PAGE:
We realize this is Payroll 101, but you’d be surprised by how many companies run afoul of this basic rule: Just because an employee receives a salary doesn’t mean he or she isn’t entitled to overtime payments.
That’s a lesson learned the hard way by a Tampa business. Workers for La Bella Vida Assisted Living Facility were paid a set salary for their scheduled shifts.
The problem: These workers often worked more than their scheduled hours – in some cases, 100 hours or more in a week. That caused their hourly rate to dip well below minimum wage, at times to the equivalent of $3 to $5 an hour.
A Fair Labor Standards Act (FLSA) investigation resulted in La Bella Vida being required to pay $287,087 in back wages and damages to 20 employees, the Dept. of Labor (DOL) recently said.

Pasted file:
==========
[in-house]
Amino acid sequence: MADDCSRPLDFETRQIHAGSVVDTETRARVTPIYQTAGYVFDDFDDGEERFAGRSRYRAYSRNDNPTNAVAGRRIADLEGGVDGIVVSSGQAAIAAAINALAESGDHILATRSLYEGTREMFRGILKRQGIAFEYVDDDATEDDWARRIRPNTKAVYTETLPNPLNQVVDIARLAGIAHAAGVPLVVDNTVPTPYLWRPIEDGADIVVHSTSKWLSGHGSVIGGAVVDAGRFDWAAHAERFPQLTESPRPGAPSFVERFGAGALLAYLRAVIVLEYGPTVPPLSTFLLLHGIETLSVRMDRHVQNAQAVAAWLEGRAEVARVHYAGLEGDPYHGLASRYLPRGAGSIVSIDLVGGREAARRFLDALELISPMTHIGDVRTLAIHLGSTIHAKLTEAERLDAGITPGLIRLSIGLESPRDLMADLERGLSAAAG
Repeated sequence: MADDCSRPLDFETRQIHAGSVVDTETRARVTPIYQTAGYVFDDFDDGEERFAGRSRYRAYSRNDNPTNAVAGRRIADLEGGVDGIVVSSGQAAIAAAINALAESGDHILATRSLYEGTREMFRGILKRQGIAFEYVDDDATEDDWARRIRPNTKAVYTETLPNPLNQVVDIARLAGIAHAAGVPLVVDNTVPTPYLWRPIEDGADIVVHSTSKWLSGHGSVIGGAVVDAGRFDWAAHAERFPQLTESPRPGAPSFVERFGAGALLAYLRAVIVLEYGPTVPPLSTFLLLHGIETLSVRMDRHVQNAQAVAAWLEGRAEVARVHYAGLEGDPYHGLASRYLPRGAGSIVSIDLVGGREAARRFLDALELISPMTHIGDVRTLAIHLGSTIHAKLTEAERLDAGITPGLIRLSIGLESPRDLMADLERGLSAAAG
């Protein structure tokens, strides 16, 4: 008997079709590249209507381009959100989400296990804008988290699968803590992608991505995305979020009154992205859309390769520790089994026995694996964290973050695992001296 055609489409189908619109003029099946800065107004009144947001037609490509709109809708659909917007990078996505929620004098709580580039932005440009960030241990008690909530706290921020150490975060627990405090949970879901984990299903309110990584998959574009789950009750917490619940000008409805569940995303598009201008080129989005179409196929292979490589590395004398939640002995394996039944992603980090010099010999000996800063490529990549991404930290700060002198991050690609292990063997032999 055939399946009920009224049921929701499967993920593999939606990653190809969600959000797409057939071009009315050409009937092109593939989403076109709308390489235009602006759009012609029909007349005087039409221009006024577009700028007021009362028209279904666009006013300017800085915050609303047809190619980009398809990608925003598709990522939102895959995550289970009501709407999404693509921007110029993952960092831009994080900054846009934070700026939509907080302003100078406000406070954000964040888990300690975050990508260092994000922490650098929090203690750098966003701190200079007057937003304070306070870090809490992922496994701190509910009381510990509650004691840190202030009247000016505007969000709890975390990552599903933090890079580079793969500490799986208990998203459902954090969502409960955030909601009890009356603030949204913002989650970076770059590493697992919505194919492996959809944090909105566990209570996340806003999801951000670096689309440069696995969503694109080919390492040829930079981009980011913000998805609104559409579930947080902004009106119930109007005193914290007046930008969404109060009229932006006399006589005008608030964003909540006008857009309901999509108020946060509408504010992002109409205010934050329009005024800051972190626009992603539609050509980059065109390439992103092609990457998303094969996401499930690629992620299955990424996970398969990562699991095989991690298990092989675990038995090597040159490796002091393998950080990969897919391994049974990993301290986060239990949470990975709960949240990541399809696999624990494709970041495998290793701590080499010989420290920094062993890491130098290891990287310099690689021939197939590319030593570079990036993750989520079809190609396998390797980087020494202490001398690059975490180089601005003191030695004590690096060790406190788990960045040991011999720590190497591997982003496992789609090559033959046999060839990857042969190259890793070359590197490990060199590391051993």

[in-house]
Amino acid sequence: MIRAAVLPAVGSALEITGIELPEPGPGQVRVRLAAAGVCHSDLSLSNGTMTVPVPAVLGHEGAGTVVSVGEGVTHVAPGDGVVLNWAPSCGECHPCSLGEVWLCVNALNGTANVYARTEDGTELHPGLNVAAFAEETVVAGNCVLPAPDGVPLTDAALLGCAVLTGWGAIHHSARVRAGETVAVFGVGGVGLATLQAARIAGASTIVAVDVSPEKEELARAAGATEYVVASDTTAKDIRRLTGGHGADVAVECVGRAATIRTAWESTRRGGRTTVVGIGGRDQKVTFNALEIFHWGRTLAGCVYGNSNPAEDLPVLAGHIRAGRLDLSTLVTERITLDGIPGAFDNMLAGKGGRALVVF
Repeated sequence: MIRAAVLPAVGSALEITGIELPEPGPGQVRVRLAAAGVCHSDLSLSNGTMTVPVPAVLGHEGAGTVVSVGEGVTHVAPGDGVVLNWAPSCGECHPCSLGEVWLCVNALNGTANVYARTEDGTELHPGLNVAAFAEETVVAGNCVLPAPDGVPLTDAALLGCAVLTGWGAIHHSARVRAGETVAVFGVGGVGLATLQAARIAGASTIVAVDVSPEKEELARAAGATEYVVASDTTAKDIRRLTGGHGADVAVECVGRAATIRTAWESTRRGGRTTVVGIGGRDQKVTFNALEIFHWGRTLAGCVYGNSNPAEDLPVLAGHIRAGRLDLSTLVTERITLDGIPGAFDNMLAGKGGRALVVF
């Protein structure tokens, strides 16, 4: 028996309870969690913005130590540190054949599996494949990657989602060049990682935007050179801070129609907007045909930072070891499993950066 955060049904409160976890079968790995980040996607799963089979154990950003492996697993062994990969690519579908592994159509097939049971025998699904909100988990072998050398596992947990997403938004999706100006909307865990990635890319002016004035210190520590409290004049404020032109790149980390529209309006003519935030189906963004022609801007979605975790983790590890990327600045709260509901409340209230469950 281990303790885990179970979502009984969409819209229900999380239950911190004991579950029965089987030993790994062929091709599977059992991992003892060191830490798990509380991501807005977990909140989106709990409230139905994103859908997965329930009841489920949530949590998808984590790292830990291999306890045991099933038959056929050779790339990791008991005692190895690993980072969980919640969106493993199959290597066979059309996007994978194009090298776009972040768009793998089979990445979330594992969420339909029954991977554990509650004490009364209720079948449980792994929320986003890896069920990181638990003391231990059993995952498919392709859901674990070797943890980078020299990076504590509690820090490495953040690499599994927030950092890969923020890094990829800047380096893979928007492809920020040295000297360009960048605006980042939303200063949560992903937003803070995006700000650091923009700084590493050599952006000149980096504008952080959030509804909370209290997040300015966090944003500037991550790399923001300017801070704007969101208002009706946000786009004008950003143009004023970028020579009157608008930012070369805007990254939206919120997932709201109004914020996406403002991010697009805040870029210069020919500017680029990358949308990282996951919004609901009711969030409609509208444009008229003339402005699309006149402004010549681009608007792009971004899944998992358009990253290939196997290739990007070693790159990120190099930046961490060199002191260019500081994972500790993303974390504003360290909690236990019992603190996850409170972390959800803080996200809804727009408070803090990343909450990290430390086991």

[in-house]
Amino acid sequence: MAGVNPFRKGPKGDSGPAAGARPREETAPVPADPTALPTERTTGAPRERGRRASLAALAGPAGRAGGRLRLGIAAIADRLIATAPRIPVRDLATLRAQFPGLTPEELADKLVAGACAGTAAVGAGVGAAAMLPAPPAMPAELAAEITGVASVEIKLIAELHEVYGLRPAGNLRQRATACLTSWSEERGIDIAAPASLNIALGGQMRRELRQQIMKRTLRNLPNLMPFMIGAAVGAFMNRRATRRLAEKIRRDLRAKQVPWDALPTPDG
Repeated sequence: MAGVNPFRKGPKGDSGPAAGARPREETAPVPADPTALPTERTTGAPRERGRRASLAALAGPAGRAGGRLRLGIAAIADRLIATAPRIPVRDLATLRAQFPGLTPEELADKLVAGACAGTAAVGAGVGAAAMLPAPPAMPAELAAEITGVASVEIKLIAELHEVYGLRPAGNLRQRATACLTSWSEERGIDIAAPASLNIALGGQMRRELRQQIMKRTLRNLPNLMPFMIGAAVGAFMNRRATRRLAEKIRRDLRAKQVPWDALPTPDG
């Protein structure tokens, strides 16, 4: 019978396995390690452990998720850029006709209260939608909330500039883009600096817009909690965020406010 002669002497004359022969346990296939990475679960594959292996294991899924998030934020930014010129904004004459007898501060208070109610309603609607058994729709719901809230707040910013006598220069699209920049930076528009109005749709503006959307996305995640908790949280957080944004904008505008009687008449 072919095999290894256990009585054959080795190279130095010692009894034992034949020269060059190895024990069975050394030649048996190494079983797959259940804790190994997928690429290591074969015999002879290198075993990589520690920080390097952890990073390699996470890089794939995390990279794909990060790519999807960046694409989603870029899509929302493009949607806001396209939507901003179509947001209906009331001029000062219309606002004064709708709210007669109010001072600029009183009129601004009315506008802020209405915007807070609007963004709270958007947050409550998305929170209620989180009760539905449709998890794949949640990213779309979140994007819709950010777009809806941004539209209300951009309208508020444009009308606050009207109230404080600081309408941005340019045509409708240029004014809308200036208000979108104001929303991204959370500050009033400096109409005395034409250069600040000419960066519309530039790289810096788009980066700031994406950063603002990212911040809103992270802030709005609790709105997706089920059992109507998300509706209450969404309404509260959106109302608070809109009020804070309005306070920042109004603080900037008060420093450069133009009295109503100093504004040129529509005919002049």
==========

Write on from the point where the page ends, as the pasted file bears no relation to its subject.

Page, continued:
Salaried doesn’t mean exempt
Companies can choose to pay nonexempt employees a flat salary – but that doesn’t mean they’re exempt.
You still need to track every hour for these employees. That’s because you need to know when they work more than 40 hours in a workweek so you can pay overtime, and you can’t let their pay rate dip below the federal minimum wage, the FLSA states.